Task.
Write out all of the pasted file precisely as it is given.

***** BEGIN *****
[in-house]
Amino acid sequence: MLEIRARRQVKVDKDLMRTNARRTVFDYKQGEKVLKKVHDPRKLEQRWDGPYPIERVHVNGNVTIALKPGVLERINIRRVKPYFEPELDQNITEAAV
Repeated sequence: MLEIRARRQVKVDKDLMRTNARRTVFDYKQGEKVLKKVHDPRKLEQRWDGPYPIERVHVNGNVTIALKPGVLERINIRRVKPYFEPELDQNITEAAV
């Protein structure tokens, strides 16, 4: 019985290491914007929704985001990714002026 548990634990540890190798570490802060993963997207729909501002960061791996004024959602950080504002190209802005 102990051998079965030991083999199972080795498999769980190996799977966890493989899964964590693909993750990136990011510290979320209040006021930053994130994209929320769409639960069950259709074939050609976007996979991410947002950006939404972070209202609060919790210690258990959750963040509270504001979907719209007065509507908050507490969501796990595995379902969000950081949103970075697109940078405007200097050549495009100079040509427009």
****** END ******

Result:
[in-house]
Amino acid sequence: MLEIRARRQVKVDKDLMRTNARRTVFDYKQGEKVLKKVHDPRKLEQRWDGPYPIERVHVNGNVTIALKPGVLERINIRRVKPYFEPELDQNITEAAV
Repeated sequence: MLEIRARRQVKVDKDLMRTNARRTVFDYKQGEKVLKKVHDPRKLEQRWDGPYPIERVHVNGNVTIALKPGVLERINIRRVKPYFEPELDQNITEAAV
């Protein structure tokens, strides 16, 4: 019985290491914007929704985001990714002026 548990634990540890190798570490802060993963997207729909501002960061791996004024959602950080504002190209802005 102990051998079965030991083999199972080795498999769980190996799977966890493989899964964590693909993750990136990011510290979320209040006021930053994130994209929320769409639960069950259709074939050609976007996979991410947002950006939404972070209202609060919790210690258990959750963040509270504001979907719209007065509507908050507490969501796990595995379902969000950081949103970075697109940078405007200097050549495009100079040509427009």